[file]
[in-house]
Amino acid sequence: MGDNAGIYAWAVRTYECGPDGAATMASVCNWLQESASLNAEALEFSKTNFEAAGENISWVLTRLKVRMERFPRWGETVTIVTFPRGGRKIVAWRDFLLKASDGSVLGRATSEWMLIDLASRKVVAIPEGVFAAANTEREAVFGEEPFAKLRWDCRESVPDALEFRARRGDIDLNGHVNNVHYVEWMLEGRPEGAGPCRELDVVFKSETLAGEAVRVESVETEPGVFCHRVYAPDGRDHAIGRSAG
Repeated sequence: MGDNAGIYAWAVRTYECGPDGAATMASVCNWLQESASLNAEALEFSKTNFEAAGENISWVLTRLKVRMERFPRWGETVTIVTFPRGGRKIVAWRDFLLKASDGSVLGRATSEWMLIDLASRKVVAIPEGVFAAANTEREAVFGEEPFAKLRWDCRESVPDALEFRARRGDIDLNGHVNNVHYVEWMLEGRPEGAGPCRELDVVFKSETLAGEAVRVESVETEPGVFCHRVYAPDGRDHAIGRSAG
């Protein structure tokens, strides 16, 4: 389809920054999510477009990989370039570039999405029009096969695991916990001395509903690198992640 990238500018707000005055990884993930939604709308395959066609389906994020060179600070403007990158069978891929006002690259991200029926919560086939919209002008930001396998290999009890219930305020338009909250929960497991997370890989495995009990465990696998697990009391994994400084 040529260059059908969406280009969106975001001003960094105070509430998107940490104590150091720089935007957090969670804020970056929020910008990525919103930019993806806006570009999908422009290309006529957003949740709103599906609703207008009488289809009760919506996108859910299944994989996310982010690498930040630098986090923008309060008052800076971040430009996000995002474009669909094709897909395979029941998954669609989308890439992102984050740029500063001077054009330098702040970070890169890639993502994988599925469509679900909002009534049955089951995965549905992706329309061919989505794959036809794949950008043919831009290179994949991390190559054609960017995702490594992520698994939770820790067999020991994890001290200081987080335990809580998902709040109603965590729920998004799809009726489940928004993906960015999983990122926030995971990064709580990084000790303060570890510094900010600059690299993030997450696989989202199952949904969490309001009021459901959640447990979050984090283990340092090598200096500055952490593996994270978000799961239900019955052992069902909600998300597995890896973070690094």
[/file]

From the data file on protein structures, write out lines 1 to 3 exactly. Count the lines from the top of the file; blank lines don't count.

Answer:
[in-house]
Amino acid sequence: MGDNAGIYAWAVRTYECGPDGAATMASVCNWLQESASLNAEALEFSKTNFEAAGENISWVLTRLKVRMERFPRWGETVTIVTFPRGGRKIVAWRDFLLKASDGSVLGRATSEWMLIDLASRKVVAIPEGVFAAANTEREAVFGEEPFAKLRWDCRESVPDALEFRARRGDIDLNGHVNNVHYVEWMLEGRPEGAGPCRELDVVFKSETLAGEAVRVESVETEPGVFCHRVYAPDGRDHAIGRSAG
Repeated sequence: MGDNAGIYAWAVRTYECGPDGAATMASVCNWLQESASLNAEALEFSKTNFEAAGENISWVLTRLKVRMERFPRWGETVTIVTFPRGGRKIVAWRDFLLKASDGSVLGRATSEWMLIDLASRKVVAIPEGVFAAANTEREAVFGEEPFAKLRWDCRESVPDALEFRARRGDIDLNGHVNNVHYVEWMLEGRPEGAGPCRELDVVFKSETLAGEAVRVESVETEPGVFCHRVYAPDGRDHAIGRSAG